As men prepared for the attack, larger events were converging. Stonewall Jackson was dead, the cavalry leader Jeb Stuart had been absent at the outset.
After two inconclusive days of fighting, Robert E. Lee hoped to breach the Union line near its center, flooding that opening to break their ranks and
continue his foray into northern soil. Longstreet, the general in charge of making sure this happened, did not agree with the tactic, and was sullen and
disengaged. So that was how things lay: Shortly before the attack the 3rd Virginia were told their division had "the post of honor," which seems
to have been a euphemism for being given the most dangerous task: striking at the very center of the Union line. After this, Col. Mayo recalled, they
became "still and thoughtful as Quakers at a love feast." Mayo for his part had been chatting with a commander who had ventured out and gotten a sense of
the advantage enjoyed by the Northerners, by dint of the fact that they held the high ground.
Around 1 pm, Mayo later described, "the blazing sun [had] reached and passed the meridian" when the men in the 3rd Virginia were exposed to the
"full fury" of a "tempest of shot and shell." "Indescribable horror" was what Mayo remembered: There was an explosion in an apple tree that he and his men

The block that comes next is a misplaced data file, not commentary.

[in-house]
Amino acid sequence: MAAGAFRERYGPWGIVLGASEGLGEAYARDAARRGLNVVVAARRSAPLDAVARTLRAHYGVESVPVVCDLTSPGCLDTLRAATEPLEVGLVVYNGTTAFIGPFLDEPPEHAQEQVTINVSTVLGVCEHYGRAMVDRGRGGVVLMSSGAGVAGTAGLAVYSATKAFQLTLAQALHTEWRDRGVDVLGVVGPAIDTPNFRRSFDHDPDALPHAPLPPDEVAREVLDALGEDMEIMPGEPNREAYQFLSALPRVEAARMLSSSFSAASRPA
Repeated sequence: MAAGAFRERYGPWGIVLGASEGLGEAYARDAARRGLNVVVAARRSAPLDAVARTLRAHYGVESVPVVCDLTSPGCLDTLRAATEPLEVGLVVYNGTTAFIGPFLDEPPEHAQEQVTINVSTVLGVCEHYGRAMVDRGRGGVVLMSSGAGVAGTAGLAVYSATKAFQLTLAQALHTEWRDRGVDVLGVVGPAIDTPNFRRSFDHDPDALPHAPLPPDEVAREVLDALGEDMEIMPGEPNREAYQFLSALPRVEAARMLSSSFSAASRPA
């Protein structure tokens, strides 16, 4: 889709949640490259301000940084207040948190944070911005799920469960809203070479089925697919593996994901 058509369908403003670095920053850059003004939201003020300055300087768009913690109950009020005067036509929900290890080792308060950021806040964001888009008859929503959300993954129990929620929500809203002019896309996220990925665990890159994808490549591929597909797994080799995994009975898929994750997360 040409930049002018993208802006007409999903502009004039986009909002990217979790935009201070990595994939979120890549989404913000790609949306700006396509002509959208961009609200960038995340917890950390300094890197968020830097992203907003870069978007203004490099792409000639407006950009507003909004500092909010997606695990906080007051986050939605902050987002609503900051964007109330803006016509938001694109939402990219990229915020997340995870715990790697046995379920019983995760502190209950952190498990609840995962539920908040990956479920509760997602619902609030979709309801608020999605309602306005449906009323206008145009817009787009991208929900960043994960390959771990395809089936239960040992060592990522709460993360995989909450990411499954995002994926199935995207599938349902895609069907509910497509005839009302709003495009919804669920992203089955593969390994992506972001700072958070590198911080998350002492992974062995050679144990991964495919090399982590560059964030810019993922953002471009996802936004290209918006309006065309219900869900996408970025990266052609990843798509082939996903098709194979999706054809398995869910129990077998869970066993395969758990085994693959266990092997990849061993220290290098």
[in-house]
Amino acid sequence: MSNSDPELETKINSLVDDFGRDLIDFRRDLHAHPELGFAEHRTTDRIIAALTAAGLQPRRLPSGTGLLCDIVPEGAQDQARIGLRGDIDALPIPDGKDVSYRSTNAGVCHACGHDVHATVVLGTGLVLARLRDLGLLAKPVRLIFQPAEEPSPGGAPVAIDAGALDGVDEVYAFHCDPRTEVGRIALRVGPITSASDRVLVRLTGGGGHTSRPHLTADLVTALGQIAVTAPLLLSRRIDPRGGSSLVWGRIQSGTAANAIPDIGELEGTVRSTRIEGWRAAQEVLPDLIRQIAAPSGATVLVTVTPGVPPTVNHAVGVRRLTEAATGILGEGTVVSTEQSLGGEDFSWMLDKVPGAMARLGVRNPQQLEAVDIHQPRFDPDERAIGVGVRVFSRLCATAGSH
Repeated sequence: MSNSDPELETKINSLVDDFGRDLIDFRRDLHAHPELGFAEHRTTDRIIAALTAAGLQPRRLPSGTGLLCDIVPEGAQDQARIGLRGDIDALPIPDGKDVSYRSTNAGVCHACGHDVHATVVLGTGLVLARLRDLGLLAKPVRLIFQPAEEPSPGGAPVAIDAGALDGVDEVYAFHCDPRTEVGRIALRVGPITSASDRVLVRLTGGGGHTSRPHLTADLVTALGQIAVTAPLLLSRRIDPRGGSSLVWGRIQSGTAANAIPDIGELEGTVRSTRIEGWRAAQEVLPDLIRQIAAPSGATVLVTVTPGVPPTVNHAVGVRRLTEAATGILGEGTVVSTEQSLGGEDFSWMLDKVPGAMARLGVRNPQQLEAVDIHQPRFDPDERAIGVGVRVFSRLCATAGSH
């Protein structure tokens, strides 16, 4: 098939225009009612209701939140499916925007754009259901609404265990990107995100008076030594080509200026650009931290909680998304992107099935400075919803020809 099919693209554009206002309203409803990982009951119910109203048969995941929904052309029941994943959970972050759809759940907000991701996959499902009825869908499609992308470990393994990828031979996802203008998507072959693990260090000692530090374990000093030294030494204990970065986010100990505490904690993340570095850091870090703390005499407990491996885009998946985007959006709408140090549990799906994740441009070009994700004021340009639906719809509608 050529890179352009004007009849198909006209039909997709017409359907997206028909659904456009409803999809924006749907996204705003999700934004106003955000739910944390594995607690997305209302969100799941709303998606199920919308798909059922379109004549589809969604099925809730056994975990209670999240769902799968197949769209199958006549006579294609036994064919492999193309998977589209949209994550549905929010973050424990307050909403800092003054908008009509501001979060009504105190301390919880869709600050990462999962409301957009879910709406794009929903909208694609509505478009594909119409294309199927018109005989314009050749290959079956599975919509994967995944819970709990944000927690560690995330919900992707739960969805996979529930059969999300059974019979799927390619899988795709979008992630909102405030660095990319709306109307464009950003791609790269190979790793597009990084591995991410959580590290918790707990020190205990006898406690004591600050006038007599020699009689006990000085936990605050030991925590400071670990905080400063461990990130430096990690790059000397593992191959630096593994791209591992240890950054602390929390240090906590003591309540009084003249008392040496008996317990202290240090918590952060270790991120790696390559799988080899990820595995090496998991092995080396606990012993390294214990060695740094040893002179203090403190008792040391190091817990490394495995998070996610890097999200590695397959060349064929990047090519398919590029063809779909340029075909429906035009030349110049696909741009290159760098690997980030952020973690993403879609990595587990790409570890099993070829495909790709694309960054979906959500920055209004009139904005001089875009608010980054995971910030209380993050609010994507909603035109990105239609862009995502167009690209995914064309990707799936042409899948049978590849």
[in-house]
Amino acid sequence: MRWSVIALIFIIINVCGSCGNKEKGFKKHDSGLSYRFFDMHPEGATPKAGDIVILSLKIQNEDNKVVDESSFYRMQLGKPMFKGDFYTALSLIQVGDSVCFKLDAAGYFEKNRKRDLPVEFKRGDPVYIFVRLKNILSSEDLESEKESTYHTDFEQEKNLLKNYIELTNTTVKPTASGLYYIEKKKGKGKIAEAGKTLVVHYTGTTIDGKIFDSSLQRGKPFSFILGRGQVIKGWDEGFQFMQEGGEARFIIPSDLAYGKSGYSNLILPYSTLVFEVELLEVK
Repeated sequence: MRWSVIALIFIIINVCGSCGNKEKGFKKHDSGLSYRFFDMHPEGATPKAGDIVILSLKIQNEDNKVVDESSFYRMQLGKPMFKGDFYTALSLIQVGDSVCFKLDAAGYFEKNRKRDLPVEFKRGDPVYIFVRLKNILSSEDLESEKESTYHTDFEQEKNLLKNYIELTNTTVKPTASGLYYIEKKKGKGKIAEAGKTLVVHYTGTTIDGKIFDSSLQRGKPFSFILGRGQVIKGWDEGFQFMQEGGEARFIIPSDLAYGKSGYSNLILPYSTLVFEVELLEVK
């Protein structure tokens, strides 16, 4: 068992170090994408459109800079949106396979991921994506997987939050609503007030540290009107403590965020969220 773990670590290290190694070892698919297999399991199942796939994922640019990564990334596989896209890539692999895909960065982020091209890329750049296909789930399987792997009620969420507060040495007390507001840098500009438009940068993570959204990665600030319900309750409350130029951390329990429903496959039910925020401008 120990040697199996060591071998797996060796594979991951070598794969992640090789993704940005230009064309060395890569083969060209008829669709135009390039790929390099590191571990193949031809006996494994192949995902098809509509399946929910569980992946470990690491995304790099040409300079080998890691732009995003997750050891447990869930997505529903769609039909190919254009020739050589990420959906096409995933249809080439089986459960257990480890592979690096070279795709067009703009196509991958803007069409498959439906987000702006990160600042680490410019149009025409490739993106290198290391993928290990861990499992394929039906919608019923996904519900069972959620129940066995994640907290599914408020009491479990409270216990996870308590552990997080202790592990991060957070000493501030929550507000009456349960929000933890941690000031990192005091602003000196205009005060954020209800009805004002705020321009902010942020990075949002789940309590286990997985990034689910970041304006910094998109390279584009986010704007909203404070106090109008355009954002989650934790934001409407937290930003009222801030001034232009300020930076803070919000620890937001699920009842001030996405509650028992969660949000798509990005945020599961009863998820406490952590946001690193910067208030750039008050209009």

had taken cover under; then a "piercing shriek," several men killed, more wounded, another cry from another apple tree, two brothers horribly hit; "nearly
every minute the cry of mortal agony was heard above the roar and rumble of the guns." Bodies and limbs began to fly; "a handful of earth mixed with blood
and brains struck my shoulder." This hourlong barrage was followed by a deceptive lull; through it Pickett came riding, exhorting them to "remember Old
Virginia," rise and advance. By that time the 3rd Virginia had already been "decimated," Mayo said; but they rose, among them, presumably, my ancestor.
As we stood looking toward the ridge, Robert argued that what was about to take place should not be called Pickett's Charge. True, Pickett had
responsibility for what was happening here on the right side of the assault, where he commanded brigades led by Generals James Kemper, Richard Garnett, and
Lewis Armistead. These brigades were to sweep up the hill and wheel around to the left, where they would be met by other brigades, not commanded by
Pickett, coming from the left and moving right. Robert argued that the entire charge should have been called "Longstreet's Assault," but after the war,
Longstreet was happy to let posterity attribute the disaster to Pickett.
So what they had to do, now, was ascend the hill, making their way for about three quarters of a mile. Our group did the same; as we hiked up toward
Emmitsburg Road, where Union soldiers would have been waiting, we could see how the smallest change in topography altered what any one person could see and
understand. We frequently lost sight of one another. Much of the time I felt confused by what was north and what was south and what was Seminary Ridge,
where they started, and what was Cemetery Ridge, where they were headed; in this, I figured I mirrored the bewilderment of the ordinary soldier.